Skip to toolbar

Aussies Living Simply

Using cow poo

Viewing 12 posts - 1 through 12 (of 12 total)
  • Author
    Posts
  • #257883

    Hello everyone, has anyone used fresh cow manure mixed with water applied to vegetables and crop, if so what ratio would you use?

    My dear husband wants to use it on this years garlic crop and I am not very happy about it, maybe if its diluted enough there will be no ill effect? I just know that you can’t use freshly dug in manure to plant stuff….

    Would appreciate any helpful comments, thank you

    Happy gardening!!

    #533637
    BodkinsBodkins
    Member

    I always thought you couldn’t put fresh manure on plants, but just the other day I read something that suggested that this doesn’t apply to cow poo. Not sure where it was now, (might have been an old organic gardener magazine??).. I’ll have a look around and see if I can find it again.

    #533638

    Hey Bodkins, thanks for your answer,yes I was under the same impression, because its too strong, could burn plants! so if you can find out more it will be very much appreciated, maybe we could dilute it 1:100 and try out on a couple of garlic plants to see what happens, we have planted around 30 000 so its important to do the “right thing”, so far we used seasol and powerfeed commercial

    #533639
    BodkinsBodkins
    Member

    No vampires at your place, eh? :-)= I’ve found the reference — it’s in The Little Vege Patch Co book, by Fabian Capomolla and Mat Pember, p9-10. The pros and cons of the manure types are discussed, and it mentions burning for chook and horse poo, but for cow manure it says: “A source of good bacteria for your soil, cow manure can be added without fear of burning your plants.” I’ve never come across this before, so I’d be keen to hear if anyone has actually tried it. We have cow poo, err, on tap 🙂 but I’ve never used it fresh next to plants. Might be wise to try it on a few sacrificial plants first…

    #533640

    Thanks for that, we decided that we will give it a trial on just a few plant, will let you know the outcome!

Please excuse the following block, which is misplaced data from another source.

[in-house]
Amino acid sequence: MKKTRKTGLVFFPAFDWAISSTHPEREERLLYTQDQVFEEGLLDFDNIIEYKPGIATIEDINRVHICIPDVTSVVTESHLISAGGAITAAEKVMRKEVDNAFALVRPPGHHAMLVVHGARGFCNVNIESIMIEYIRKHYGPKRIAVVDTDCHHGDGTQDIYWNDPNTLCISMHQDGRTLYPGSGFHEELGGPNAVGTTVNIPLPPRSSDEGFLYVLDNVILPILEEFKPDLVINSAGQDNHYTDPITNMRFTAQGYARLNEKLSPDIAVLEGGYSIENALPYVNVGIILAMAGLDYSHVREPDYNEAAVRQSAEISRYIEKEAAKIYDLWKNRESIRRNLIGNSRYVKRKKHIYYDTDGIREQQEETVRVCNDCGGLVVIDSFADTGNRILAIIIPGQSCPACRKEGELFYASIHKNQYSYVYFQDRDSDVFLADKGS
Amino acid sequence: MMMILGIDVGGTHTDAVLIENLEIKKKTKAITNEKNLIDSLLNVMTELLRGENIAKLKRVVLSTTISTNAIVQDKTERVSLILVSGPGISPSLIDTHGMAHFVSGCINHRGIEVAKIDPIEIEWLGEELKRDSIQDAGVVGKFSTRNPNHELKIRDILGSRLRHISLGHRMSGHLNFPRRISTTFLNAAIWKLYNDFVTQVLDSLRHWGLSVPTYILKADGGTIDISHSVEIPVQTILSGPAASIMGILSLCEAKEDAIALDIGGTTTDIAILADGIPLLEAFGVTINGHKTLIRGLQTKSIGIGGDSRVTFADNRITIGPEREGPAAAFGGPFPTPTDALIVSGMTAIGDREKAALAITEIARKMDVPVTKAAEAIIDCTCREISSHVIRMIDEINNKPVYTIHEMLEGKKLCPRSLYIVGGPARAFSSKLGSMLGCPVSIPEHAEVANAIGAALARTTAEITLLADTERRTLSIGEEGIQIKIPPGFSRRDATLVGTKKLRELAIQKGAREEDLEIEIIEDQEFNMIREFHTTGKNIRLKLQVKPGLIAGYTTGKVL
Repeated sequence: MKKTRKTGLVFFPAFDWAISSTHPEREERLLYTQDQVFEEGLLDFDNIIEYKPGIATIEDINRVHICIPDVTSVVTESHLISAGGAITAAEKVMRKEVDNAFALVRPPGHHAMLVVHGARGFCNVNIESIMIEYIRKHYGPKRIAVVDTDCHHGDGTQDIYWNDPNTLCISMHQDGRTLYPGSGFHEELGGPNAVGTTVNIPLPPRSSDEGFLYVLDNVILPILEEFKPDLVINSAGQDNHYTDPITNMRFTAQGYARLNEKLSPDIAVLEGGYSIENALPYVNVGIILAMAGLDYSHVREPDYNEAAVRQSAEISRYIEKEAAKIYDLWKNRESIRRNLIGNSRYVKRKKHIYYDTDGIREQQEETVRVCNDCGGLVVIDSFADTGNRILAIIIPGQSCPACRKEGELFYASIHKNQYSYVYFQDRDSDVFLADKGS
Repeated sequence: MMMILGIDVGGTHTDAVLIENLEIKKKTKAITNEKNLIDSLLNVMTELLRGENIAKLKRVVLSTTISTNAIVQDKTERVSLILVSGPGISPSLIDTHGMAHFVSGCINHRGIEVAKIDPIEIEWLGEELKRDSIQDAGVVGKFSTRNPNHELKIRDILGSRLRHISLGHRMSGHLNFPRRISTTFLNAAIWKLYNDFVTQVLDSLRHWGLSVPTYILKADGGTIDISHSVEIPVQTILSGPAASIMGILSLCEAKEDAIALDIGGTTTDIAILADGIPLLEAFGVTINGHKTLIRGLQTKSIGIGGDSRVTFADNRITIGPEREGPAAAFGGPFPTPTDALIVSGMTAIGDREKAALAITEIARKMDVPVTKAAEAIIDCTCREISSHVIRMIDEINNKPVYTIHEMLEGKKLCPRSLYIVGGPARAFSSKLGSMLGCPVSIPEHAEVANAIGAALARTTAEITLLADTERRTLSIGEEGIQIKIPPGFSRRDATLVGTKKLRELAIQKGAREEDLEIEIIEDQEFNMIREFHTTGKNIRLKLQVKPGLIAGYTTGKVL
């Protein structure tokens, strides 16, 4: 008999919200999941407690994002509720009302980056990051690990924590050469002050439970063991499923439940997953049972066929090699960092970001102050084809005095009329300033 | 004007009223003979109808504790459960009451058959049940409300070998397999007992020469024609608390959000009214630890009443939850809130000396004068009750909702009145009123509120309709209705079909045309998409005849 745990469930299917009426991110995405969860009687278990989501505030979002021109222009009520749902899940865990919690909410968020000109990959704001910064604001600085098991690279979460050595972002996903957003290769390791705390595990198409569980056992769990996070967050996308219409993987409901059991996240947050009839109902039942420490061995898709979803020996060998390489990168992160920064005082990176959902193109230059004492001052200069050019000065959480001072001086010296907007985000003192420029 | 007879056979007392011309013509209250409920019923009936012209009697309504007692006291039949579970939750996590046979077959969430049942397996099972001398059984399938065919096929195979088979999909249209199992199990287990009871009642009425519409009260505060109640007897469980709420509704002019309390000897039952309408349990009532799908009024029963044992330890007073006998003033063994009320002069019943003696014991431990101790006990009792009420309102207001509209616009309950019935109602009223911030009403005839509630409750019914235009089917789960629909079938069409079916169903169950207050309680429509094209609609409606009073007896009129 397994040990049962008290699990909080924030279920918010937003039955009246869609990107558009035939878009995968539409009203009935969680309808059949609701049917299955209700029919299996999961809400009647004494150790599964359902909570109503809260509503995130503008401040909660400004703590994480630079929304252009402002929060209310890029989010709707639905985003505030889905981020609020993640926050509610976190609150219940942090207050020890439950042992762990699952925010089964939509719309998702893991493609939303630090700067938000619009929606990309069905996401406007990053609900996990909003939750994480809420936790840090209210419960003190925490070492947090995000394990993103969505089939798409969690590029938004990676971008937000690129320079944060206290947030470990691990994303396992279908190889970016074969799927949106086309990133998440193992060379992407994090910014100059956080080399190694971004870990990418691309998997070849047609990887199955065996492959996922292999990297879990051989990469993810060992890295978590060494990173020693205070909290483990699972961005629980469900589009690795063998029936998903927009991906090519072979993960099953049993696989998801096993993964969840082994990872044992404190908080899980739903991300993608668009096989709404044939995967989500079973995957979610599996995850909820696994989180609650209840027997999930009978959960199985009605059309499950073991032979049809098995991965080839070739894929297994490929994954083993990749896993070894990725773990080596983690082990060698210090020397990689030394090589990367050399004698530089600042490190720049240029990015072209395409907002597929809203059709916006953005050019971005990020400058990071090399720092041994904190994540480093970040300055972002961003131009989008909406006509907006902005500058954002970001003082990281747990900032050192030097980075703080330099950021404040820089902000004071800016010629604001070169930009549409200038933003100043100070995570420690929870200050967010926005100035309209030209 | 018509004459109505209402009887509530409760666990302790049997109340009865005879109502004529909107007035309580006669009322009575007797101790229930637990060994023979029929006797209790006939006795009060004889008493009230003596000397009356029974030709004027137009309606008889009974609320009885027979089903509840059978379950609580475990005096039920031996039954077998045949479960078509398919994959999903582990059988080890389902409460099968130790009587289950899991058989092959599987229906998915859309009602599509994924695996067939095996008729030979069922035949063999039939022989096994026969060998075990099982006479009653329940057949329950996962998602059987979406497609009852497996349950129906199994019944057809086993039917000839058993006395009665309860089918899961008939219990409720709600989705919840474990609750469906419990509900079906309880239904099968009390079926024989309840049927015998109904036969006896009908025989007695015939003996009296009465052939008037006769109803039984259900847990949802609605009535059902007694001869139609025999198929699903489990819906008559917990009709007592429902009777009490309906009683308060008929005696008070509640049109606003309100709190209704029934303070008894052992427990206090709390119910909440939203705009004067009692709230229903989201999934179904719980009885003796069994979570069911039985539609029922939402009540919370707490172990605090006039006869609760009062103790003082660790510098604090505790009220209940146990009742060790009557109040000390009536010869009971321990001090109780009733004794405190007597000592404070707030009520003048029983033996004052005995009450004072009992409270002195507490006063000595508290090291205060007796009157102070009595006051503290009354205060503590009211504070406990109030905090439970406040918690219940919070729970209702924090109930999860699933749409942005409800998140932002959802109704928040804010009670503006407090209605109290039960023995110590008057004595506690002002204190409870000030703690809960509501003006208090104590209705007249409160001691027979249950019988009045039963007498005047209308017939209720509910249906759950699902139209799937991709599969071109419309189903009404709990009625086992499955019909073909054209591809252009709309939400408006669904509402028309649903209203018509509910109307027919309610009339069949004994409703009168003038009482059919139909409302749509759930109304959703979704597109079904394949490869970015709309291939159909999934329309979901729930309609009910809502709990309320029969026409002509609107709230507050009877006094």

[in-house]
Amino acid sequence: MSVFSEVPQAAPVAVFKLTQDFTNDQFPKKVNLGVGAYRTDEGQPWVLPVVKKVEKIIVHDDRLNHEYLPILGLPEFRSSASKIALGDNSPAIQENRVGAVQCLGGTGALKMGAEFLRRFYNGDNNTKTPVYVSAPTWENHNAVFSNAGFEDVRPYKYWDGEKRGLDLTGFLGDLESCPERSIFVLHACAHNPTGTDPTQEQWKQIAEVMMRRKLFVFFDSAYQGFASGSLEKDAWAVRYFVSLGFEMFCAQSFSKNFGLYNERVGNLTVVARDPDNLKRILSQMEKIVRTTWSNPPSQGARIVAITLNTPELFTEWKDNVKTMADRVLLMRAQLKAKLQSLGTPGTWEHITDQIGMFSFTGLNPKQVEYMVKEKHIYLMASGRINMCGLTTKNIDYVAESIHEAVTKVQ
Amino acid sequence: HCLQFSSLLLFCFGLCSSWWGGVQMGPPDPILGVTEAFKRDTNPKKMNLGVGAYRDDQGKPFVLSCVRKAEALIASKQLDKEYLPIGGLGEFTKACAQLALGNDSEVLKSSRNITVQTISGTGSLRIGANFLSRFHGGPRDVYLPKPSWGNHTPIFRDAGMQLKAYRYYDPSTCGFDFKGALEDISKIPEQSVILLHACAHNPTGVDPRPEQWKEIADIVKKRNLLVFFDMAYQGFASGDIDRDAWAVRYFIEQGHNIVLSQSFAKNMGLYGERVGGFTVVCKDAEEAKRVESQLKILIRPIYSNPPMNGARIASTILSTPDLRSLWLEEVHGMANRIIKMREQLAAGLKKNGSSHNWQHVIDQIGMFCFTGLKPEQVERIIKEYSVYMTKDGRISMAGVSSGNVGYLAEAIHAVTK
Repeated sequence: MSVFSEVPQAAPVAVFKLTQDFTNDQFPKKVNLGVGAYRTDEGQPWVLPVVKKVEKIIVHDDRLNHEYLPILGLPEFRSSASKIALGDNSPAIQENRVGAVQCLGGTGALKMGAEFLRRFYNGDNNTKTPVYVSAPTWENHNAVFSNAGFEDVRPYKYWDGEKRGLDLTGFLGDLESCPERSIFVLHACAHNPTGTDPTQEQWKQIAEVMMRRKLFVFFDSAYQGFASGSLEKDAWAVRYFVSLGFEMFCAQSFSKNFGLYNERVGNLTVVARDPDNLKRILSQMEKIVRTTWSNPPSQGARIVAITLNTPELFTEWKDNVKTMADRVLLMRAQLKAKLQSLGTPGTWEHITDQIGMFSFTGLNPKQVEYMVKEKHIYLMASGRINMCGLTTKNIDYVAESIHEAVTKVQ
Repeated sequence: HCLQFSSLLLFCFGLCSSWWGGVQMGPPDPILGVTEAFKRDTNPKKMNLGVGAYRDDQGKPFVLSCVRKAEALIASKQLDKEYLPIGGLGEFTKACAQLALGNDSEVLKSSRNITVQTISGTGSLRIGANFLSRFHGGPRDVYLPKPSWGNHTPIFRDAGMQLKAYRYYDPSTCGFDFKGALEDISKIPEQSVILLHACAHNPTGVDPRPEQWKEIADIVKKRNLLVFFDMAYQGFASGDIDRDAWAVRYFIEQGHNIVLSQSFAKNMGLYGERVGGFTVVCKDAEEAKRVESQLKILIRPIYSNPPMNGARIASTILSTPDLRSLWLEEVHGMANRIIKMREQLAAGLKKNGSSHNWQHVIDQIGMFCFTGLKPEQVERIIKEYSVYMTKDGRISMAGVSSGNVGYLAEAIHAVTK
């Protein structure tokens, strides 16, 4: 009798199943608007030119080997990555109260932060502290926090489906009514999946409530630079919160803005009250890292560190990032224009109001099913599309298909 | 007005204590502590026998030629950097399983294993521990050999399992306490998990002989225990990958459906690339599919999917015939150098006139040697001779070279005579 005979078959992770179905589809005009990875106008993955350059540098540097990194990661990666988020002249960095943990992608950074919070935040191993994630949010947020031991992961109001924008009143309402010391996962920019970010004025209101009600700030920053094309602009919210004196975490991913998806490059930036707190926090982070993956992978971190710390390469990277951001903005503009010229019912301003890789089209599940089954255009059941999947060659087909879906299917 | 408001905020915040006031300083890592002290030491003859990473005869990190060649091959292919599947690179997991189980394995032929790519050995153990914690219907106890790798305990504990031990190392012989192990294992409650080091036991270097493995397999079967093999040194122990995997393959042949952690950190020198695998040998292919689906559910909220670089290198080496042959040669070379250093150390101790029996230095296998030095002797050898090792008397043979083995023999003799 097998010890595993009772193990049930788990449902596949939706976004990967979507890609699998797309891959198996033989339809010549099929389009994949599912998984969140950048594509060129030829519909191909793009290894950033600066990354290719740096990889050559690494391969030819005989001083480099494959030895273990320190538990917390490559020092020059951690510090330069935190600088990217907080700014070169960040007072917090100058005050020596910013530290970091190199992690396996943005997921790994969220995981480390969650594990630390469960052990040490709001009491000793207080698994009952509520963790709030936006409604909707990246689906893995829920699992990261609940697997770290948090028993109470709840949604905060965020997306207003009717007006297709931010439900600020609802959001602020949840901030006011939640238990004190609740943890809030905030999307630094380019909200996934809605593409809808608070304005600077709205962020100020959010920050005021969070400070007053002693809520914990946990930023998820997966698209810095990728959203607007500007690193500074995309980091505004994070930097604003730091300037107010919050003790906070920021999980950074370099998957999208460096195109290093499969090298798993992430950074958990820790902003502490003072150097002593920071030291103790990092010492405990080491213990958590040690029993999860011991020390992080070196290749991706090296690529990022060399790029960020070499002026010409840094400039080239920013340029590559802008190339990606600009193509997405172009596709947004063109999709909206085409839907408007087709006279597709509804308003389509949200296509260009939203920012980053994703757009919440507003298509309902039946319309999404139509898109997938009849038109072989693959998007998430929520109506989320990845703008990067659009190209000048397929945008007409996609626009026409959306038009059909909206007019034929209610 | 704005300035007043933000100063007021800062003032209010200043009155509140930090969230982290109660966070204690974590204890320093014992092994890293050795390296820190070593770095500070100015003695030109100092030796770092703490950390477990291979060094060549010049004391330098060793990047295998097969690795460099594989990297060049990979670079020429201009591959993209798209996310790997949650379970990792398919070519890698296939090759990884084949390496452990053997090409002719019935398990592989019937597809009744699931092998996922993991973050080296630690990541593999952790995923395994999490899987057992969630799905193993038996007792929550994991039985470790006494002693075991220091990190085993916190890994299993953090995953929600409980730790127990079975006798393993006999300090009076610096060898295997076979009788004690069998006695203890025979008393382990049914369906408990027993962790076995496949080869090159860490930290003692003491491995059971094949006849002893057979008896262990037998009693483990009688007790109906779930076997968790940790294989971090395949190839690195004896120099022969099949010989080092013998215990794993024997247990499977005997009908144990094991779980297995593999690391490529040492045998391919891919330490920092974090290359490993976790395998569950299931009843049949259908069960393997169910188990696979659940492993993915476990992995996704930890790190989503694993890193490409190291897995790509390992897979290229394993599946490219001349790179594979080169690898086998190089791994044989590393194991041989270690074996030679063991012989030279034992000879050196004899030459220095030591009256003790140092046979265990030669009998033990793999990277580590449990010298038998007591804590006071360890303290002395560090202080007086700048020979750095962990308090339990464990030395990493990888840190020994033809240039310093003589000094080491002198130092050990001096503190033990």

…and…NO, no vampires and no flu, we eat garlic thinly slices on vegemite toast every morning!

    #533641
    GirlFridayGirlFriday
    Member

    I make cow poo ‘tea’ but leave it to brew for two weeks and then water it down till its the colour of tea in the watering can. Cow poo doesnt burn like chook poo does. i have seen it have good effect on my plants and will keep using it.

    #533642

    thank you GirlFriday!

    can you tell me approx how much poo to how much water you make the brew, then whats the ratio for your “tea” please?

    we have at the moment 6 x 200 lt drums with about 1/4 cow manure and rest water, brewing away…

    #533643
    SnagsSnags
    Member

    Ive got a 4 tonne pile of cow poo sitting under plastic for a year waiting to be used.

    Weak tea and lots of it is the general rule

    But cow poo is more of a soil conditioner than a fertiliser

    http://www.abc.net.au/gardening/stories/s984417.htm

    #533644
    BronBron
    Member

    what is soil conditioner?? as in, what does it do to the soil?

    #533645
    SnagsSnags
    Member

    adds bacteria and organic mater, holds moisture.

    Though I imagine Poo from a cattle yard that hasnt been rained on would be fertiliser from the urine.

    #533646
    BronBron
    Member

    thanks 🙂 that makes sense

    #533647
    GirlFridayGirlFriday
    Member

    I have 4 20L buckets and put one ‘plop’ per bucket and add water. You can also add seaweed, comfrey, weeds etc etc to make a ripper of a brew.

Viewing 12 posts - 1 through 12 (of 12 total)
  • You must be logged in to reply to this topic.